If you appreciate our in-depth reporting and you can help us pay for it, please become a recurring donor to Planet Detroit.

*You can always find past Michigan Climate News stories and subscribe to new ones on Bulletin, and you can keep up with us on Instagram, Facebook, and Twitter! Got an idea for a Michigan climate story? Pitch us here.*


Bugging out: Warm temperatures persisted in Michigan for much of October, leading to a longer season for mosquitos and ticks and frustrating anglers who waited for the fall salmon run that comes with cooler weather. Warmer water in the Great Lakes contributed to the higher temps, which were 10 to 15 degrees above long-term averages for Michigan. Richard Rood, a University of Michigan professor and co-principal investigator at the Great Lakes Integrated Sciences and Assessments, says we’re at the beginning of a dramatic warming trend and health officials and first responders will need to prepare for more insect-borne disease and heat-related emergencies. Recent data from emergency rooms back this up, with ER’s across the midwest seeing 64 visits for tick bites during the week of October 11. Between 2017 and 2019 the weekly average was 36 for this time of year. (Bridge, Michigan Radio)

Competition, please: Following last month's revelation that Michigan was not even a contender for Ford Motor Company's $11.4 billion investment in electric vehicle and battery manufacturing because of the state's lack of affordable, reliable electricity, state Sen. Roger Victory (R-Hudsonville) introduced a bill that would allow manufacturers with high electricity needs to purchase electricity directly from a competitor to DTE Energy and Consumers. "I fear that Ford won't be the last company to choose another state with lower electric rates for economic development over Michigan," said Rod Williamson of the group ABATE which advocates for lower energy costs for Michigan businesses. Consumers and DTE aren't fans of the new bill. Consumers released a statement saying the bill "is the wrong path" and "deregulates Michigan’s energy supply, jeopardizes the state’s ability to ensure reliable electric service, and disrupts our transition to a clean energy future. And DTE stated, "This legislation is unnecessary and moves Michigan closer to deregulation." (Detroit News, Michigan Radio)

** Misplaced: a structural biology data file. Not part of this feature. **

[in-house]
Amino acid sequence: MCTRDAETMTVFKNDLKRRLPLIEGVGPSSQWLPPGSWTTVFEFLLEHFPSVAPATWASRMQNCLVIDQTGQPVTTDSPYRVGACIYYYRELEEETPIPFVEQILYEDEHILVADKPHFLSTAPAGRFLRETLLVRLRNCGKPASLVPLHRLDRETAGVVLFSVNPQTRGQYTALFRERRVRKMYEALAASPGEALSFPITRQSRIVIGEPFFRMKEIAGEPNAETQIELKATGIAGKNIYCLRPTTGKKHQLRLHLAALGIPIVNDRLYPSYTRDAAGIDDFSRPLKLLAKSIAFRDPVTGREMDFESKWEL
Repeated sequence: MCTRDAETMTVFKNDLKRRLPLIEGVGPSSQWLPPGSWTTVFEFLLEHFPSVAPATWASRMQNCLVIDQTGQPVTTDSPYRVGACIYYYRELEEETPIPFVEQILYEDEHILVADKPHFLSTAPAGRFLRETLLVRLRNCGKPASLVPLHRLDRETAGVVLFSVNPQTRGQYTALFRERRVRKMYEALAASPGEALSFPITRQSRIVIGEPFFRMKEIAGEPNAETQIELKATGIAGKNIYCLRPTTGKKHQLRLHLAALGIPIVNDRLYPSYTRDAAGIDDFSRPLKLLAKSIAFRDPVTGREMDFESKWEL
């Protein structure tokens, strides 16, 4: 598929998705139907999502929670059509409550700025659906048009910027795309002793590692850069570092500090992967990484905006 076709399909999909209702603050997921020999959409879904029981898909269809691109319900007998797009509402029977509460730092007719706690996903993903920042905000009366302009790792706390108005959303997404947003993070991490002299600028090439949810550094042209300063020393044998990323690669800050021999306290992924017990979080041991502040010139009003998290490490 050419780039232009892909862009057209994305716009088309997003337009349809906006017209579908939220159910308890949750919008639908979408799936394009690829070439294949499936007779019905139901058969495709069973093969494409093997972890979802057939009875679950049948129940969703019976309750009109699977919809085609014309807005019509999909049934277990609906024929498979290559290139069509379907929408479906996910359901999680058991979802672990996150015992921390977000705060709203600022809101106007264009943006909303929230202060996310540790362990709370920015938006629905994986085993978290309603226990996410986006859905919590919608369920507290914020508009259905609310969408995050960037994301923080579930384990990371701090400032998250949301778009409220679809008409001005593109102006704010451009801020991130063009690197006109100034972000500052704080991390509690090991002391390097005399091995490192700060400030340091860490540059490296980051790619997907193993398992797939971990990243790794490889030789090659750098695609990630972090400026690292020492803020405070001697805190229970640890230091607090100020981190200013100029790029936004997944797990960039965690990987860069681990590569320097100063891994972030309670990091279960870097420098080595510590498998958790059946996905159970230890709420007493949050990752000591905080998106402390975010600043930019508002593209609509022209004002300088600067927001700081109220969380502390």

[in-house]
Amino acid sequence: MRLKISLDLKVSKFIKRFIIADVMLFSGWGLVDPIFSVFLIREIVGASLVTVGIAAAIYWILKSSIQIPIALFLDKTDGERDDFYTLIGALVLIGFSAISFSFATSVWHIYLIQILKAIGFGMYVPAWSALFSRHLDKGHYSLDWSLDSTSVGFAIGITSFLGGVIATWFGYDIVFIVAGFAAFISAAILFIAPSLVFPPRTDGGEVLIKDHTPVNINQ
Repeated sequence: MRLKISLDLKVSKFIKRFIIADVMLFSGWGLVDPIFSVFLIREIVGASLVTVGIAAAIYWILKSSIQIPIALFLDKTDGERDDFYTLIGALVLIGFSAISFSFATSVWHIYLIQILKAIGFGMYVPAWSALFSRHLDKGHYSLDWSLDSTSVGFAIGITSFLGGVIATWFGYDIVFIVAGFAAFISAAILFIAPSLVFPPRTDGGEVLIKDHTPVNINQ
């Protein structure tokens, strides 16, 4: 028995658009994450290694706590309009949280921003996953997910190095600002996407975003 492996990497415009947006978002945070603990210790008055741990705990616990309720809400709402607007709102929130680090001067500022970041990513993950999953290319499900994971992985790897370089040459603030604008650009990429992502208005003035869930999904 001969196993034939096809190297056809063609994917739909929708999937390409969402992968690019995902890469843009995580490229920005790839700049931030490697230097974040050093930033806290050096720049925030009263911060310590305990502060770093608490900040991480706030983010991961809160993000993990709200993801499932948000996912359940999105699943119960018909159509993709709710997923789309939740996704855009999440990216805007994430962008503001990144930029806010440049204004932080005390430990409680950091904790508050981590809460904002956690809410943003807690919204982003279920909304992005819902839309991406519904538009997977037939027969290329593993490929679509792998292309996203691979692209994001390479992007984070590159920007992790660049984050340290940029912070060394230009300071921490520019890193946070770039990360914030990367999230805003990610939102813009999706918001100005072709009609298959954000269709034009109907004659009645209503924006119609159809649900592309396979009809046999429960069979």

Hot water: Lake Superior is one of the fastest-warming lakes in the world and Lake Michigan’s Grand Traverse Bay is losing its winter ice cover 16 days earlier than it did a century ago, according to research from York University. "Many of our lakes may be approaching a tipping point to ice-free conditions which will have vast cultural and ecological implications," said Sapna Sharma, associate professor in York University’s Faculty of Science, who led the study. Last month, a toxic algal bloom forced a beach to close in Superior, Wisconsin, the first time such toxins have been detected in the lake. “The data have convinced me that the changing climate system has pushed Lake Superior into a new state, one where we get these blue-green blooms,” said Robert Sterner, director of the Large Lakes Observatory at the University of Minnesota Duluth. “One of the things that’s driving our work is if, in fact, we’re at the beginning of something that’s getting worse.” (Science Daily, Detroit News)

Climate action: Around 150 University of Michigan students walked out of class on October 22nd to call for climate action at various levels of government and at the university itself. Among other demands, students want U of M to become carbon neutral by 2030, retrofit buildings, install solar panels, and create an online dashboard to track progress. “We need meaningful action from the university and we need it now,” said U of M sophomore Lexi Crilley. “The climate cannot wait. As members of the generation most severely impacted by the climate crisis–we’re sick and tired of the stagnation.” Another protest was held in Grand Rapids on Saturday. The Grand Rapids Climate Coalition–which included representatives of faith groups, Indigenous communities and climate groups–is pushing the city to achieve carbon neutrality by 2030 and to send investments to frontline communities that are being hit hardest by the climate crisis. (MLive, WZZM13)